Vaping is everywhere. And it's a lot stealthier than Joe Camel ever was.
Vaping would cost a little more in Omaha than surrounding communities if the City Council expands the city’s tobacco tax this month.
Council President Chris Jerram has proposed erasing the existing city ordinance’s exemption for nicotine delivery devices.
Mayor Jean Stothert told The World-Herald last week that she supports extending the tax to vaping for public health and tax fairness reasons.
The proposed change would add the city’s 3% occupation tax on tobacco products to e-cigarettes and other vaping products.
City finance officials estimate that expanding the tobacco tax to vaping would raise about $1 million more than the $3.5 million to $3.7 million a year it raises now.
Vaping retailers said they plan to fight the tax. The public hearing on the issue is Oct. 22.
Jerram said his goal is to prevent a new generation of young people from vaping and getting addicted to nicotine.
Vaping is everywhere. And it's a lot stealthier than Joe Camel ever was.
Public health experts at the Mayo Clinic and John’s Hopkins University have said that young people first exposed to nicotine by vaping are more likely than their unexposed peers to use tobacco products.
Jerram also said he wants to apply the tobacco tax fairly. The city’s tax law shouldn’t treat people who vape nicotine any differently from the people who smoke it, he said. Local smokers pay the tax.
“It’s the kids that have really driven me on this,” he said. “And equity.”
But people who sell and use vaping products say the city is targeting them unfairly. E-cigarette retailers say they don’t like to see their product treated like smoking because it’s less harmful. They market to smokers trying to quit.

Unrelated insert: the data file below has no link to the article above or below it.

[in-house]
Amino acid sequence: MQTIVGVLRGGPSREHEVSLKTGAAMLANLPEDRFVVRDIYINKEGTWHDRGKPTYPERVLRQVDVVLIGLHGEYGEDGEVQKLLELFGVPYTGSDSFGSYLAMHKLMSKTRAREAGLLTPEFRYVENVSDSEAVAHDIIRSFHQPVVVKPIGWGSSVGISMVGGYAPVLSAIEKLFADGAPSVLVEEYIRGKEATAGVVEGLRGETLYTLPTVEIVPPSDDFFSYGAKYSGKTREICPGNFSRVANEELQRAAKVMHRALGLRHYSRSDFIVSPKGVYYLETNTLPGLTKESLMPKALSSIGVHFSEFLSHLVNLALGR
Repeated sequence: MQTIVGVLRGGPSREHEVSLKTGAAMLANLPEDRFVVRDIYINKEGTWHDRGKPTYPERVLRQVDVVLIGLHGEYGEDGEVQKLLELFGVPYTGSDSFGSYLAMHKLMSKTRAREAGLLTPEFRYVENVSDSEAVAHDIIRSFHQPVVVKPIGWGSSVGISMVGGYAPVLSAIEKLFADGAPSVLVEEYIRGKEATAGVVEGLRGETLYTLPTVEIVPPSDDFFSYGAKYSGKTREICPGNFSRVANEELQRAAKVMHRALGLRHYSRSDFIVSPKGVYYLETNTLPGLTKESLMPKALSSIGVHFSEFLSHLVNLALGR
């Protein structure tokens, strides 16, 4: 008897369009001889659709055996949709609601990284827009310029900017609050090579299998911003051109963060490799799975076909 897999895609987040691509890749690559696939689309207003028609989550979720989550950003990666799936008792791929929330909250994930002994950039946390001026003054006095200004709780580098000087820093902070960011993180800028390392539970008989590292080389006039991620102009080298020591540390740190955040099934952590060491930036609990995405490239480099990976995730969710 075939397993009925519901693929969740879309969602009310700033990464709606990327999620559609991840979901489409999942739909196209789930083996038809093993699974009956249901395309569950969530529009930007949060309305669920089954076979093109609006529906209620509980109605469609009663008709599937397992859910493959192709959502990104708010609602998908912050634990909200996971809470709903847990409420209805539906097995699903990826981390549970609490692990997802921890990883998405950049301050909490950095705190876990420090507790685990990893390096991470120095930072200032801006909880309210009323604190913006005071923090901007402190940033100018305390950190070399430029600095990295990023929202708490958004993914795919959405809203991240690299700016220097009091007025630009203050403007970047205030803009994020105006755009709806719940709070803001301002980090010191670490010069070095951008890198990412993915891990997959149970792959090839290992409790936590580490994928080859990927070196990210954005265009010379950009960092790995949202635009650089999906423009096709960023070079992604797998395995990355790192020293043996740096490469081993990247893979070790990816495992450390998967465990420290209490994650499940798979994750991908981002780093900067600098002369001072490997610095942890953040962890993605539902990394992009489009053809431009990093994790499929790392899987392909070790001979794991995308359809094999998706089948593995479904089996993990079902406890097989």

Nebraska recorded its first vaping-related death in May, state health officials said. At least a dozen others have been reported nationally.
Many who died had vaporized cartridges of liquid that contained THC, the active ingredient in marijuana, not nicotine, federal health officials say.
Local retailers, who defend the safety of vaping nicotine, say they do not buy Omaha’s public health argument. They say the tax won’t deter young people.
“I think the city needs money,” said Sarah Linden, who owns Generation V, a chain of vaping stores with outlets in Omaha and Lincoln.
Jerram said he had not yet earmarked any purpose for the additional revenue.
Jerram said he hopes to persuade Stothert and his council colleagues to aim some of the funds toward local research on the effects of vaping.
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Research on the public health effects of vaping is in its infancy. Much of what’s available has been funded by private companies with interest in the results.
The national push to restrict access to e-cigarettes and vaping is often tied to previous research on the effectiveness of tobacco taxes.